The only other witness to opine favorably regarding plaintiff's proposal was Jodi Petry, an occupational therapist who first evaluated Taylor in 1994. Regarding whether plaintiff's proposal was in Taylor's best interest, Petry advocated experimentation:
I think we don't really know until it's tried. I would certainly recommend a trial basis. I think that his mother gives him some good things and I think his father gives him some good things. And at this point in time, you need to kind of see how Taylor deals in both settings. You know, he may be at a level in his development that he's adaptable enough to make that transition. So I would recommend it with a lot of parameters.
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[Y]ou still need to recall that he has sensory overload. And if you give him, say, too much vestibular stimulation at the same time give him a lot of auditory information and a lot of visual information, it may be too much for his brain to process and he'll go into sensory overload. And I know Dawn Brown has worked with Mrs. Winn, and I don't know if she has with Mr. Winn, on recognizing theses signs and knowing what to do when that happens. I think both of them need training in that area to make this happen. And I guess the parameters would include that both of them work with Dawn Brown to make sure that that happens in a way that best meets Taylor's needs. But, you know, I see his dad is doing some more dad kind of things. You know, a little more of the movement stimulation, you know, the rough-housing kinds of things. You know, he needs both.
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And I'm comfortable that both parents are learning, and very capable and competent of learning what this child needs. I mean, we all make mistakes as parents, but under the guidance of a therapist, you know, if a mistake was made, then they will learn that this is something we ought to change and how to change it. And I really think that that could happen in this case.
On this record, the trial court abused its discretion in finding that plaintiff met his burden of proving by clear and convincing evidence that the change in physical custody was in Taylor's best interest. With the exception of Dr. Shuman and Jodi Petry, the witnesses agreed that, while Taylor should spend as much time as possible with both parents, a joint custody arrangement involving a weekly change of physical custody was not in Taylor's best interest. Dr. Shuman conceded that his recommendation was based in part on plaintiff's suggestion that defendant or the court sought to further restrict Taylor's contact with him. Dr. Shuman had strongly opined ten days earlier that the proposed joint custody arrangement was not in Taylor's best interest. Petry, by comparison, merely remained optimistic that Taylor could possibly adapt to the weekly transfer of custody. In light of the uncontroverted evidence that Taylor is developing and receiving excellent care under the current custodial arrangement, the mere possibility that he could weather the weekly transfer of custody does not establish by clear and convincing evidence that the change is in his best interest.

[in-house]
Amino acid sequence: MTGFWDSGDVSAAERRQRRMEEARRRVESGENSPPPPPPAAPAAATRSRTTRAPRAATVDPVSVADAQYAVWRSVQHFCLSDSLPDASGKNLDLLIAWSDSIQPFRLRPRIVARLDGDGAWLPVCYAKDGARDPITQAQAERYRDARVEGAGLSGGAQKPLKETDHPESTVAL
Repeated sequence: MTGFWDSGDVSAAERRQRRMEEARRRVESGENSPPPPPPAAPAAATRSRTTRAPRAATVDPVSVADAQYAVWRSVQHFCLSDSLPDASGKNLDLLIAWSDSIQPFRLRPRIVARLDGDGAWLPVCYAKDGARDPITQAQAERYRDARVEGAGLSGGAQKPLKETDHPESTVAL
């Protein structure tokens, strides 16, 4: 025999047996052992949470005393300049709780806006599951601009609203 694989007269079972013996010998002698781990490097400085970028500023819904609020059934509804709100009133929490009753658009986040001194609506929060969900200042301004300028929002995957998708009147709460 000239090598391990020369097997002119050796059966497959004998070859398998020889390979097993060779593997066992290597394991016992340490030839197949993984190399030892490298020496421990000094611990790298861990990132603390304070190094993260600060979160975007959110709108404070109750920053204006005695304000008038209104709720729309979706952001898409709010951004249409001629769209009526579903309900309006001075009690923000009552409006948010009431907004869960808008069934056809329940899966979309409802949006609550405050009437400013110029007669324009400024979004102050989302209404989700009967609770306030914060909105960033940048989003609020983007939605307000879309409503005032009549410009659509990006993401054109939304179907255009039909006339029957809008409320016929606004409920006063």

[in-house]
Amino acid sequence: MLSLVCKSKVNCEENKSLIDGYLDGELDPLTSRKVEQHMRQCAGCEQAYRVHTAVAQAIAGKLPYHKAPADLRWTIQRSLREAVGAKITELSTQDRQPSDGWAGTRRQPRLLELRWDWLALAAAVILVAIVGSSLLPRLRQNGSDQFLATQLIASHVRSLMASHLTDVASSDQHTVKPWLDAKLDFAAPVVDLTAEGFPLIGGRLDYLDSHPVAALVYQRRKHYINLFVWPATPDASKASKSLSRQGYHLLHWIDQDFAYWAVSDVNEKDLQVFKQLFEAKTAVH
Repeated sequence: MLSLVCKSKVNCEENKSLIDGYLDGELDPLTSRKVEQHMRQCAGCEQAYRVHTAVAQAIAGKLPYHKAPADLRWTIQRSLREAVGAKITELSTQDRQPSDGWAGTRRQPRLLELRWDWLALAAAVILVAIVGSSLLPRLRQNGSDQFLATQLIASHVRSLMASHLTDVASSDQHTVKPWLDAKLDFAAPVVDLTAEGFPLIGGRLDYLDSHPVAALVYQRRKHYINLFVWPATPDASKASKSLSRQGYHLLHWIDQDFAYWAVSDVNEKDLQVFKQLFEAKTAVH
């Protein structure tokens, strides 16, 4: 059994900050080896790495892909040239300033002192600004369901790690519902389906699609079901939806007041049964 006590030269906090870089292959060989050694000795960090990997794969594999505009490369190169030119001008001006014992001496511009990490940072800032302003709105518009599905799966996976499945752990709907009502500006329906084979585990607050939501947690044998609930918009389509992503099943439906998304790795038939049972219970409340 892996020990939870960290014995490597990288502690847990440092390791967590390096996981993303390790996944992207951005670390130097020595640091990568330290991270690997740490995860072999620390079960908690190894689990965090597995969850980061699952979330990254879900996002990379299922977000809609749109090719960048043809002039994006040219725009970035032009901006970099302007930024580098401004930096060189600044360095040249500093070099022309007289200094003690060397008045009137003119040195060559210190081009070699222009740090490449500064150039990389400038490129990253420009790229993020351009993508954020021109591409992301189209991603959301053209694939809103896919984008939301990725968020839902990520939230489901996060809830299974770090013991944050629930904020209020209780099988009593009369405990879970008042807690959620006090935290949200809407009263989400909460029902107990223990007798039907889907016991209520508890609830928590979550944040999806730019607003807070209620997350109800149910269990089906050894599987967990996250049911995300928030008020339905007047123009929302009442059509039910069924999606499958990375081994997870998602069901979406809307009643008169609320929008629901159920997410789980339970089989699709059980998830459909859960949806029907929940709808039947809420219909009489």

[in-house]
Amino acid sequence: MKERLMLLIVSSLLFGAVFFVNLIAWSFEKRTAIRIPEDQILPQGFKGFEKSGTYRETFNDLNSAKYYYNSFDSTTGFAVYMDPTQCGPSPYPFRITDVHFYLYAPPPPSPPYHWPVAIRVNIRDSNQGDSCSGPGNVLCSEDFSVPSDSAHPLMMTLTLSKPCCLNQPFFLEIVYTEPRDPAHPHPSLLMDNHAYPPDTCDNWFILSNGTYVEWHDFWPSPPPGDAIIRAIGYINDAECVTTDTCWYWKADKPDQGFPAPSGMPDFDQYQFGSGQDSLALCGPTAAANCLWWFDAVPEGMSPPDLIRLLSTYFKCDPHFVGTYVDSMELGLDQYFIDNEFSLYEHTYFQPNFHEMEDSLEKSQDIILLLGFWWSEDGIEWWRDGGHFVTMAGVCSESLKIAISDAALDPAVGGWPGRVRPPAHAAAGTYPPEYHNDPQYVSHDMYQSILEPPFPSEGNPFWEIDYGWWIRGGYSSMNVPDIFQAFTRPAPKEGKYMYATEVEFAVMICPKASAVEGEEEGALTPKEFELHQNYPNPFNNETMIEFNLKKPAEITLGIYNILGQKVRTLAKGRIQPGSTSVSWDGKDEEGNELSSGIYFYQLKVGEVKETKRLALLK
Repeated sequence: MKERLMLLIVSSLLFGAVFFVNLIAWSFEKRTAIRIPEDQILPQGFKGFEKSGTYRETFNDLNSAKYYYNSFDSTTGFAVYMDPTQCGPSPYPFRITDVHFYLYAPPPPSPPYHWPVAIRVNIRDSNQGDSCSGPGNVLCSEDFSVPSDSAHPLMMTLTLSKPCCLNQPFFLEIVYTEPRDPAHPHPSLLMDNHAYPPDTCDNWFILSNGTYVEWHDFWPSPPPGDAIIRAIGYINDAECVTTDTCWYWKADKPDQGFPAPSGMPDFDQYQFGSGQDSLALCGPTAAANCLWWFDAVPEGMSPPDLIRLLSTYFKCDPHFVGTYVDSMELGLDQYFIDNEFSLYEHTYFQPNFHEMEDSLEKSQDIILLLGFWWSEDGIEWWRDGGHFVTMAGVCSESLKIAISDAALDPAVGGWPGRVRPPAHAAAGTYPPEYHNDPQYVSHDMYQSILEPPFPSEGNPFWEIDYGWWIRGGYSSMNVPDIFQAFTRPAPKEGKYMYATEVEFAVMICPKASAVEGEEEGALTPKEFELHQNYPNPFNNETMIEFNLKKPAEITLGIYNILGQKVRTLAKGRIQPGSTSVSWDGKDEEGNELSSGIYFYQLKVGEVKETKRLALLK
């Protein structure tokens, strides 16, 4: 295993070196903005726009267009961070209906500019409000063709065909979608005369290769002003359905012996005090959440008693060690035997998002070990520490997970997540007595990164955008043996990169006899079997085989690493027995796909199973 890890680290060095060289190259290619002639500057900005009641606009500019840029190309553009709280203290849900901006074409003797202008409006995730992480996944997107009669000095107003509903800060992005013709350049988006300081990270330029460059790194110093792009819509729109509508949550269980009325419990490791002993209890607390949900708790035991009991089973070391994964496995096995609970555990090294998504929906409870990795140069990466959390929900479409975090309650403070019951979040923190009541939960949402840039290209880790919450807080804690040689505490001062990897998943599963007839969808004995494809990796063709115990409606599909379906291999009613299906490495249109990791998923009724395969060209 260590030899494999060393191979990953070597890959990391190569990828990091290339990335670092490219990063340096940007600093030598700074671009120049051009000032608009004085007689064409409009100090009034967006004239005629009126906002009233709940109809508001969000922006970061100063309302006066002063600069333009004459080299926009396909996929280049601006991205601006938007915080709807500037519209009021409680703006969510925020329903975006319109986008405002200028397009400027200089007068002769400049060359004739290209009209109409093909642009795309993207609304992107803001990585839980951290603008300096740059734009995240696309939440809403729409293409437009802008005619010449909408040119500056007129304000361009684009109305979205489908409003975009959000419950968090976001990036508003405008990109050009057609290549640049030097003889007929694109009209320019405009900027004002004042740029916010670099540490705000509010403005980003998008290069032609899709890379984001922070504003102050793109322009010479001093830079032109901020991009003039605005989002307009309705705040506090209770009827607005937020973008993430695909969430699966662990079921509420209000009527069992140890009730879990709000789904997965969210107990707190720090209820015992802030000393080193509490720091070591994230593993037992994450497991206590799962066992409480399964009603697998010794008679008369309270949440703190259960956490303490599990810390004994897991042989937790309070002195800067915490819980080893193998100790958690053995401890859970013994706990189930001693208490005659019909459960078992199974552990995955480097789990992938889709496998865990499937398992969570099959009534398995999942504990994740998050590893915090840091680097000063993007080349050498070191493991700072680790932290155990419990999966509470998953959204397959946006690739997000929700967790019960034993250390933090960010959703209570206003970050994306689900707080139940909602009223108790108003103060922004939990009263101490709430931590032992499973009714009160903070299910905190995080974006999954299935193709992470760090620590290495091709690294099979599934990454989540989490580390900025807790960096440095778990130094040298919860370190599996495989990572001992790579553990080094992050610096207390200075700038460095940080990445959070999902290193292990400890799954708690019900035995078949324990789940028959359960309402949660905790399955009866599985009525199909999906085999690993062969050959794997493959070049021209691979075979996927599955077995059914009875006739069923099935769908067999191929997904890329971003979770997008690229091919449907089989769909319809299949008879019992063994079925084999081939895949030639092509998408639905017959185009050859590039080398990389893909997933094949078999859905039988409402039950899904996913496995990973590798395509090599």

We do not imply that the trial court can never modify a custody order when a child is thriving under the then-existing custodial arrangement. We merely recognize that a child's development is not something with which courts should experiment and risk disruption. Although ideally a child would develop a close relationship with his loving and caring parents through an equal division of the parenting time, the ideal is difficult to achieve when, as in this case, the child's parents elect to establish their homes in different communities. This problem is further compounded by the friction that often develops between ex-spouses as they move on with their lives after their divorce. As parents, however, they must cooperate with each other in raising their child, rather than turning to the courts for a rigid custody arrangement, that, while seemingly avoiding conflict and ensuring equal access to the child, may have a devastating effect on the child's well-being. In this case, we cannot overlook the stress inflicted on a child who is shuffled weekly between parents who live in different communities.
We likewise do not condone defendant's recent actions that place her interests above Taylor's need for a relationship with his father. Defendant's hostility toward plaintiff may well be understandable under the circumstances of this case. Both parents, however, must consider the effect of their actions on Taylor and act in his best interest. In this case, the new custodial environment creates a high risk of harming Taylor. In ordering this change in custody the trial court forgot that the paramount consideration in a child custody decision is the child's best interests, not those of his parents. See Ireland, supra at 466, 547 N.W.2d 686; Heid, supra at 595, 532 N.W.2d 205. Accordingly, the trial court abused its discretion in modifying the custody order.